The bubbly girls at the heart of this Japanese role-playing game make it feel cute and glossy at first blush, but dig a little deeper and you'll find some surprisingly dark plot threads. Indeed, Crystar's most engaging facet is its storytelling, which unflinchingly explores the circumstances surrounding a variety of different types of death, ranging from sickness to murder, and how those contexts affect the souls' existence in purgatory. Players will see and read about a lot of unhappy and tragic endings to human lives, making the girls' quests seem all the more urgent and dire. The personal battles they face along the way are just as compelling. Rei, for example, is crippled by guilt and a sense that, deep down, she's driven by hedonistic impulses rather than any truly good or noble motives. She's also conflicted about joining forces with the others, seeing herself as a moody loner full of social self-doubt.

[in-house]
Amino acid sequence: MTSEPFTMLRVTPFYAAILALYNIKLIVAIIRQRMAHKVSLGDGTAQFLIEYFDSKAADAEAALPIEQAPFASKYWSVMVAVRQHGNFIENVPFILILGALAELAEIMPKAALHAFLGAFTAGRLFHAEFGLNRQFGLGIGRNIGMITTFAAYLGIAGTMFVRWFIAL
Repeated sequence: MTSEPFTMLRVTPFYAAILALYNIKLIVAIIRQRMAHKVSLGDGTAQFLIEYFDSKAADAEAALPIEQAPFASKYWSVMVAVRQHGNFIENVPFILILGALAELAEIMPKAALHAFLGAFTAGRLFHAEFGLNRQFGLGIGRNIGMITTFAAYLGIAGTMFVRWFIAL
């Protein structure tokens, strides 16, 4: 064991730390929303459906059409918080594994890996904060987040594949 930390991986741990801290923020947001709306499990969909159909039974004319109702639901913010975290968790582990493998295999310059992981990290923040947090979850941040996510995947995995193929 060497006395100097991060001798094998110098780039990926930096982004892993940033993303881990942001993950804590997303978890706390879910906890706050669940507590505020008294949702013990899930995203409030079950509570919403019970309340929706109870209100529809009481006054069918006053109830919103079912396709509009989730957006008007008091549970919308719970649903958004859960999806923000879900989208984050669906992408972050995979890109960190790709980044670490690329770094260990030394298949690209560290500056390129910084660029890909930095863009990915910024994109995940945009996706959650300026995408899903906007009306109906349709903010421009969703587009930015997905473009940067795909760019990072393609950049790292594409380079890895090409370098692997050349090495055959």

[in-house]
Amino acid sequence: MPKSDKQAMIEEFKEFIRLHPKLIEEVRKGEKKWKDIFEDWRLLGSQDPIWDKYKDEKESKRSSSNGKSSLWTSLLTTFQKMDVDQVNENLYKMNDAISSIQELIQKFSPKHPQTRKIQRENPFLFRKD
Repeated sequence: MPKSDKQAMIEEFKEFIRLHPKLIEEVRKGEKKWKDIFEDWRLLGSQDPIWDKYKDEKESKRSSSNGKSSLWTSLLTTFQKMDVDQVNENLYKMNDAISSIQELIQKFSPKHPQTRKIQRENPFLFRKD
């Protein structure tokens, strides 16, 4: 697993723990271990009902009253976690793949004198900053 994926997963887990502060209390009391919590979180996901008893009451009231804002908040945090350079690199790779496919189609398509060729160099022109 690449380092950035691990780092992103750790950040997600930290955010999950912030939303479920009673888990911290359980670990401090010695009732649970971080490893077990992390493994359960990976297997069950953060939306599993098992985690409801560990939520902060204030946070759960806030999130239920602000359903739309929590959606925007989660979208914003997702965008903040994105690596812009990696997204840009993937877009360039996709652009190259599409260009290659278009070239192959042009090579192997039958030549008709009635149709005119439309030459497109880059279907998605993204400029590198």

While the game's designers have created a captivating world and some interesting, multifaceted characters, things break down in the action department. The fantastical afterlife world that players explore is intriguing to start but quickly feels repetitive, with cookie-cutter paths, staircases, and gates blending into each other, making it easy to get lost and disoriented. Ditto for the revenant monsters, because there's only a handful of types that get recycled with new colors, skins, and higher hit point values to make them seem tougher. While the concept of collecting the emotions and thoughts of tormented revenants and purifying them with tears to turn them into useful sentiments that can be equipped is novel, they don't bestow any spectacular powers or effects. Instead, they simply let the characters keep up with the gradual inflation of monster strength and defensive power. Crystar is definitely worth a look for Japanese role-playing game fans interested in a good story, but you can expect to grow a bit bored exploring the dungeons of purgatory.